We went to see The Cook, the Thief, His Wife & Her Lover in The Landmark Theatre in Greenway Plaza in Houston. That was in 1989 and the Greenway Plaza was then the home of the NBA’s Houston Rockets. The cinema was more arthouse than mainstream which explains how we saw a Greenaway movie in a Greenway cinema in a place then better known for basketball. Romantic crime drama with cannibalism – just the thing for a brief respite from parenting when we parked our kids with the 5Es for a few hours (a great family with five kids whose names started with E).
The string of words in that movie title always brings a bit of tinker, tailor, soldier, spy to mind. Which may be why I’m ready to write about the rugrat, the bookworm and the treehugger before the getting to the fat cat in the skyscraper. Or not.
These are kennings. The landline, the showstopper and the gas guzzler, all composed of two words that lead you to a third item that you readily comprehend without much thought. I had a brother-in-law who used kennings regularly and I never knew a term to describe his cancer sticks or the shitehawks that often spoiled his car.
I read somewhere that Seamus Heaney was drawn to Beowulf by metalepses and that he enjoyed transumptions. I had no knowledge of periphrasis and no more clue than you now as to what the reviewer was talking about until I had dinner in Wellington. We sat out on the street at the Leuven Cafe eating bowls of Green Lipped Mussels. An American colleague started to quote from The Mabinogion, the great Welsh epics.
It will be easy for me to compass this, although thou mayest think that it will not be easy.
A few more mussels followed by an oyster or two and he progressed to Heaney, quoting from Digging.
Between my finger and my thumb
The squat pen rests.
I’ll dig with it.
And then he went on to Heaneys’ translation of Beowulf.
My flesh was not for feasting on, there would be no monsters gnawing and gloating over their banquet at the bottom of the sea. Instead, in the morning, mangled and sleeping the sleep of the sword, they slopped and floated like the ocean’s leavings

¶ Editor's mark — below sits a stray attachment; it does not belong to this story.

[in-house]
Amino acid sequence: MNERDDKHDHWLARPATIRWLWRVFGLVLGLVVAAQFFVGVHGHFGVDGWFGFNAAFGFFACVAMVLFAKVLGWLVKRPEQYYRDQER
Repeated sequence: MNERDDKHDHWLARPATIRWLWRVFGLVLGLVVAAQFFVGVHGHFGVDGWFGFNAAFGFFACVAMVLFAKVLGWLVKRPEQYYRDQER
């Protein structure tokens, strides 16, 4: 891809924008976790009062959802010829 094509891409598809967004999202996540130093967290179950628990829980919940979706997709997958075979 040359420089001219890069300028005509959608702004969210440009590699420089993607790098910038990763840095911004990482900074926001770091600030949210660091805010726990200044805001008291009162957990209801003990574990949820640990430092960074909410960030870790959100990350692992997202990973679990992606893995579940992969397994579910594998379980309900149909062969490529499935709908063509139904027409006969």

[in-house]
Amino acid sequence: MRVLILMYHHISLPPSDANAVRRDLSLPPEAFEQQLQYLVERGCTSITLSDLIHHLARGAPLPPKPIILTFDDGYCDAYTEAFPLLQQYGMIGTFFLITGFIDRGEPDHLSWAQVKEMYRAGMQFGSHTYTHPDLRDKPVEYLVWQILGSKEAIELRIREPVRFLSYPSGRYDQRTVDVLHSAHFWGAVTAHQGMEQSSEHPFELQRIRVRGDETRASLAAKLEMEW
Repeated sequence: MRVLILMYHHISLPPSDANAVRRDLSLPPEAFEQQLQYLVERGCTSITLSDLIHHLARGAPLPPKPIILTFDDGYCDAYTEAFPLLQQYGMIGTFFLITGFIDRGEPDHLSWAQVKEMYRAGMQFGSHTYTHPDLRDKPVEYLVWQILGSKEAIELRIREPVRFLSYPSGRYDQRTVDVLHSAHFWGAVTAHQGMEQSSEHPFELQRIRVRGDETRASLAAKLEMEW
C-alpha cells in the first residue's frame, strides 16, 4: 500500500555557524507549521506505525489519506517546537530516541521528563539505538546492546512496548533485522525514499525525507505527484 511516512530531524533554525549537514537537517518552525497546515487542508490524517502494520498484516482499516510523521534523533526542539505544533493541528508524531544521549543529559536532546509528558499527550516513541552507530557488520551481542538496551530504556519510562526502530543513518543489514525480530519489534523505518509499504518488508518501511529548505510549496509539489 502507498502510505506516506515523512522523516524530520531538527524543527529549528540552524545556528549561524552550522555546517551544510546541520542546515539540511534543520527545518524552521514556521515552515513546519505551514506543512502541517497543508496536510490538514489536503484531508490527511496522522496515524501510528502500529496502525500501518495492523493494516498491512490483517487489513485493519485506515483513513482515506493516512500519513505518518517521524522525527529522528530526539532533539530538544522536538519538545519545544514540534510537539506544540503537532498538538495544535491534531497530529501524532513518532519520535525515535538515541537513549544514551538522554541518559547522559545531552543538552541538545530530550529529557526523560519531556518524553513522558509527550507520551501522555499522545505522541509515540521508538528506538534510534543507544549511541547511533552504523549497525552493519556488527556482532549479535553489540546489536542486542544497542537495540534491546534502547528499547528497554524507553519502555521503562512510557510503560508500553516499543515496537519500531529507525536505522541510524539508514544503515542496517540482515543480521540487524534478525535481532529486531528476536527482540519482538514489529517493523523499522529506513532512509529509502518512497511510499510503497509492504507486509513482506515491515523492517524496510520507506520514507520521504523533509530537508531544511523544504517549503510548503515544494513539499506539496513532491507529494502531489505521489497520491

I almost forgot, the full name of the restaurant was Leuven Belgian Beer Cafe and we’d just come from the other side of the world so perhaps seafood wasn’t the only thing fuelling the poetry recital.
But kennings, where are the kennings in Beowulf that Heaney was said to have loved?
Any search of the internet will turn up a heap of kennings attributed to Beowulf but there is no sword-sweat (blood) in Heaney’s translation. Heaven’s candle I can find but Heaney doesn’t use a sky-candle to represent the sun. Nor does he refer to corpses as raven-harvest.
… the swept harp won’t waken warriors, but the raven winging darkly over the doomed will have news, tidings for the eagle of how he hoked and ate, how the wolf and he made short work of the dead.
And yet kennings are Nordic tradition in so called skaldic rhymes. An elitist tradition perhaps. It is writ that ‘Norse poets evidently took great delight in phrasing their poems in such a way that they could only be fully understood by those who were as steeped in traditional lore as they were.’
Bone-house as a kenning for body is the one that I recall from the streetside cafe in Wellington. I’m not a mind-reader but I suspect that this journal is a bit of an academic hot-potato and I’m just an unqualified head-spinner.
Leave a Reply